Last summer, I had the chance to attend a unique event in the South Pacific. The Film Raro paradise challenge took place in Rarotonga; the capital of the Cook Islands. The event consisted in bringing five film crews to make five film projects highlighting the island’s cultural and natural heritage.
Five teams were selected from 2000 entries and they were from USA, New Zealand, Australia, the United Kingdom. The event was preceded by a class that introduced locals to the process of filmmaking.
Prior to the event, the locals assisted to a class about filmmaking and acting.
When the event started, each team had to finish both the production and post-production phase within 14 days. The teams and the projects were very diverse. From New Zealand, David Gould made a film about a young boy who gets touched by the wisdom of a local fisherman that changed his perception about the island. The Stone Brothers from California, adapted Scott Fitzgerald’s Offshore Pirate into a film about a girl who rediscovers her origins upon return to Rarotonga. The Australian team made a comedy about a million pound contest to find a corgi-dog that is supposed to have descended from Queen Elizabeth’s dogs. Karen Williams produced a documentary about ‘Mou Pirri’ a folkloric wedding song that originates from the Cook Islands.
The island lived on the Film Raro rhythm for two consecutive weeks. Rarotongans were involved in the filmmaking and post production process. They volunteered on sets, helped build sets, made props, prepared meals and were the majority of actors in the different films.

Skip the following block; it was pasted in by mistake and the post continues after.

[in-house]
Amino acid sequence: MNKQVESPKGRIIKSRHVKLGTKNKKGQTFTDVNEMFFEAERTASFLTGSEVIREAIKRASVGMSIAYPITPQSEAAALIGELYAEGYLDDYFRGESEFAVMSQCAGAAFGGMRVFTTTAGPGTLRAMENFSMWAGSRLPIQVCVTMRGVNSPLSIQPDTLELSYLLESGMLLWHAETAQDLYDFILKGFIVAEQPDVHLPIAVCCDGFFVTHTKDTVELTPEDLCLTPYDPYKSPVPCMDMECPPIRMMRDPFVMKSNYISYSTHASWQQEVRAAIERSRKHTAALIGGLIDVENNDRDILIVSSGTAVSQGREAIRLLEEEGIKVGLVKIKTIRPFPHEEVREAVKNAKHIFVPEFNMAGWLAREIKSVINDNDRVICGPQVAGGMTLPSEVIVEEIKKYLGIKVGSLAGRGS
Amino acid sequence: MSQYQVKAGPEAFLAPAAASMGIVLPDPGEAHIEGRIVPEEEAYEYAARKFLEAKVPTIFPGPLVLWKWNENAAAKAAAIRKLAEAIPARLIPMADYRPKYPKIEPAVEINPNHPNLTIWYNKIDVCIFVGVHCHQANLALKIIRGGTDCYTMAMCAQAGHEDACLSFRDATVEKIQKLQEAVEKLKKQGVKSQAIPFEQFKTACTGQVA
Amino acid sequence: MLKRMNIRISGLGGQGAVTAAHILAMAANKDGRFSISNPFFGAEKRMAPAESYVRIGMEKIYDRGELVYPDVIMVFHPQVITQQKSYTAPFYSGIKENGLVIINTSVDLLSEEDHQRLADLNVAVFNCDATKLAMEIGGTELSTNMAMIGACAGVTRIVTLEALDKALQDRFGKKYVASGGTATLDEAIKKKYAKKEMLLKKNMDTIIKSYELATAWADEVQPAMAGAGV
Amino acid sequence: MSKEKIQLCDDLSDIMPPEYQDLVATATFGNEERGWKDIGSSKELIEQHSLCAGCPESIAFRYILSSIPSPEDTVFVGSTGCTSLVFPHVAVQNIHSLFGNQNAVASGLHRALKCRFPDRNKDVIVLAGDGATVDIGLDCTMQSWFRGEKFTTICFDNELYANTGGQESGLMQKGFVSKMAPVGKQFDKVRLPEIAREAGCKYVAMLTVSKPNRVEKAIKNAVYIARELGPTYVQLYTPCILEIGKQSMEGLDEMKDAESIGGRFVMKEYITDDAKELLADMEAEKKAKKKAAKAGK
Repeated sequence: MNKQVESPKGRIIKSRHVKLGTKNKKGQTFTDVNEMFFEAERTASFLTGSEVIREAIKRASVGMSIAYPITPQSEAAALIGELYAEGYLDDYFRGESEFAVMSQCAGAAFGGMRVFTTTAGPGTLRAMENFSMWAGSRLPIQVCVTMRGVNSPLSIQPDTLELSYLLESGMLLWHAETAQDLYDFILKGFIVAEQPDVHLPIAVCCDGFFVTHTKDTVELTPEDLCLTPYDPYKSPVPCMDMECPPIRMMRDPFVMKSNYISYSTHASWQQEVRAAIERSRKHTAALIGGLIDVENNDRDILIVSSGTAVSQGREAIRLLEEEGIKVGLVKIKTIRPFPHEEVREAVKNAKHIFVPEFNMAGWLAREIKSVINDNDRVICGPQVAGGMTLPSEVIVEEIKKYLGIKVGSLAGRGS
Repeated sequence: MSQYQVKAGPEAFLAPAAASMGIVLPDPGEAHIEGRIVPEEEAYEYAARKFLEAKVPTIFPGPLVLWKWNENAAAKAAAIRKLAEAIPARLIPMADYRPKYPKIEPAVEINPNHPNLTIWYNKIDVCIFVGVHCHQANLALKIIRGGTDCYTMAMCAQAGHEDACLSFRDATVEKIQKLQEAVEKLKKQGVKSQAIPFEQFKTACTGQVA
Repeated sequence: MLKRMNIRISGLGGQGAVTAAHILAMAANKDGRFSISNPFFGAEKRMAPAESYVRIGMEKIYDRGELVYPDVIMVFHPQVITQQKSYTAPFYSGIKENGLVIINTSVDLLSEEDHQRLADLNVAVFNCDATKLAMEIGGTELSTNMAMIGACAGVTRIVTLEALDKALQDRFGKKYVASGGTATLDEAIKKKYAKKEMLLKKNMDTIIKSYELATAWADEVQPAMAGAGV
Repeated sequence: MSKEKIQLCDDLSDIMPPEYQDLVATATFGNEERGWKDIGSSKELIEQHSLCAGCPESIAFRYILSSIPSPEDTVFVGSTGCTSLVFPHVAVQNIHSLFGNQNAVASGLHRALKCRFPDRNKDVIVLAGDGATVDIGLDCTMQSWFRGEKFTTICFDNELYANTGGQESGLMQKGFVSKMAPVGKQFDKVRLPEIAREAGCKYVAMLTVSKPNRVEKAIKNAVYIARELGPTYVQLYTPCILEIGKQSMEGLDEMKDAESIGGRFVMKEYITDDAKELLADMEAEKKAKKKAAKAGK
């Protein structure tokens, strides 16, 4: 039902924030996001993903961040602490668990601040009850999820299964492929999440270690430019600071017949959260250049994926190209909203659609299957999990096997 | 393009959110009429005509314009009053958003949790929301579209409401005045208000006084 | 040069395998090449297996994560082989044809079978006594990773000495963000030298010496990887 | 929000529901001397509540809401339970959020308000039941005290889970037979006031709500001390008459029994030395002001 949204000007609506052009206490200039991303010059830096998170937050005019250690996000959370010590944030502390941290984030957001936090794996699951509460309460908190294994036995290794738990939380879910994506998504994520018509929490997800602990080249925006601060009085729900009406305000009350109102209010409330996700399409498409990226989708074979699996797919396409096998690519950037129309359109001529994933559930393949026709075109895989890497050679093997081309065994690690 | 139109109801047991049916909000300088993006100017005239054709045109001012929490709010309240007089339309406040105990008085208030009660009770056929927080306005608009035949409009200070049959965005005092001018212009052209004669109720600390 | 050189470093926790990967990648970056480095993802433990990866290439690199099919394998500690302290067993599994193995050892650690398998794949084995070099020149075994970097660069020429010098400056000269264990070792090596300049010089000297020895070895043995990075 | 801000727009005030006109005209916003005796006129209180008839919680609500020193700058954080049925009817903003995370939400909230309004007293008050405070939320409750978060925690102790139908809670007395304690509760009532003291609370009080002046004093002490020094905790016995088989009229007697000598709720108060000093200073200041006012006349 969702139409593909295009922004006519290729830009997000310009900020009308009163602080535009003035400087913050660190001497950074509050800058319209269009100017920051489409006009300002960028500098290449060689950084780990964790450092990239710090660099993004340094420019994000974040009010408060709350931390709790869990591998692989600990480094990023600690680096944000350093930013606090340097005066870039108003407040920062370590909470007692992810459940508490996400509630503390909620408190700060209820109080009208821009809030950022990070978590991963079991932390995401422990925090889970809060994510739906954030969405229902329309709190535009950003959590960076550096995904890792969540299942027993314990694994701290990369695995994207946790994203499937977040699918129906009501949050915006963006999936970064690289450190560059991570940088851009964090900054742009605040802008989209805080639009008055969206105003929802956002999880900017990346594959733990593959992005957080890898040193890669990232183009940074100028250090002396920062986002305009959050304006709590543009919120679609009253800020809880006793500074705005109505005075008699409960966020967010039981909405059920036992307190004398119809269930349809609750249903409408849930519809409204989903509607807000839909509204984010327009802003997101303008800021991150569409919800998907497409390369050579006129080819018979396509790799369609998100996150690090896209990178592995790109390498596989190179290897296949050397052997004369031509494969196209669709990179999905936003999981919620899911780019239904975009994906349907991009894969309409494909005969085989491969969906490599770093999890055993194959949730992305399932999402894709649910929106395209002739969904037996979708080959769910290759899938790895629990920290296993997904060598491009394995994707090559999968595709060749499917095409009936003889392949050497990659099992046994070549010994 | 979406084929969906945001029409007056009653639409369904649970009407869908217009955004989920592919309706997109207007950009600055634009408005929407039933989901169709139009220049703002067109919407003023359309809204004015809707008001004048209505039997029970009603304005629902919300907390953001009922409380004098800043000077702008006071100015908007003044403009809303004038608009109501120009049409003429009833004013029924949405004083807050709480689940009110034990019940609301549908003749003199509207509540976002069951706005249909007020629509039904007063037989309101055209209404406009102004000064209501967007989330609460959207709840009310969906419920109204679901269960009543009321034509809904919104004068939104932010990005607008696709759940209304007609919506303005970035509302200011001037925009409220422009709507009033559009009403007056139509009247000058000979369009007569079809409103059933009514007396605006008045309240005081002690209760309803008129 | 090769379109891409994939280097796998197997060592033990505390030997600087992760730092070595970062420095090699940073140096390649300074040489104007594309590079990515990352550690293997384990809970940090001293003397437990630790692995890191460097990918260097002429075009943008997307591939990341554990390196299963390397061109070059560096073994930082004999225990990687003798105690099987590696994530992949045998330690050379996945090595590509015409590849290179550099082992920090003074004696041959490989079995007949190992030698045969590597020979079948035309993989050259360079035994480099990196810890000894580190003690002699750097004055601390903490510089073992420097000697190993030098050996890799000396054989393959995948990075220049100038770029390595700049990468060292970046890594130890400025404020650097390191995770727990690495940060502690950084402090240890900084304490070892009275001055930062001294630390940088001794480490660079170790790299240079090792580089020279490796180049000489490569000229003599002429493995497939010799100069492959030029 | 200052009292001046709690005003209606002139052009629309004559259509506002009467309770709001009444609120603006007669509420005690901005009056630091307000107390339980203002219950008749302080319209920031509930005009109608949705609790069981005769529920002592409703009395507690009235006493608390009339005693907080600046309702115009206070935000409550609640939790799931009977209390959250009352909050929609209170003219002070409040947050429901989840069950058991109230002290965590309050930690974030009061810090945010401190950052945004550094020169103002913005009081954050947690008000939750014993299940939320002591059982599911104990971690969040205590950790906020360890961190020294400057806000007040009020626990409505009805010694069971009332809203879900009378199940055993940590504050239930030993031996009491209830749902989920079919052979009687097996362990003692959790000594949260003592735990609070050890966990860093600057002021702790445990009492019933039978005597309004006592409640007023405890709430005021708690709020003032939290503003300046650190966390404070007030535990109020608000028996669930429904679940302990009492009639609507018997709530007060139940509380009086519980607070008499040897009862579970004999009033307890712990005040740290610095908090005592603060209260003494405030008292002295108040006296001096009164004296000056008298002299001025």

The event ended with the projects’ screening in front of a large audience which flocked from the different sides of the island.
I volunteered as a production assistant along with British Indian actor Dizzy Patel and Tahitian student Tiairani Drollet-le-Caill. We got the chance to rotate around film sets. This was an exciting learning experience for all of us. We got the chance to be involved in five films at the same time and see films getting made.
The different films made it into different film festivals and won prices allowing more visibility to the island of Rarotonga, its culture, history and heritage.
Event website: www.filmraro.com
Nader was born in Tunisia and was a student of the MA in Heritage Management 2012/2013. His interest in cinema was nurtured at the Tunisian Federation of Film Societies. Nader holds a B.A in English Language and Literature from the Institute of Human Sciences of Jendouba. He also holds an MA in Cultural Anthropology from New Mexico State University. Nader wants to bring his interest in heritage management to film. In the last two years, he has been developing film projects both in his native country and abroad.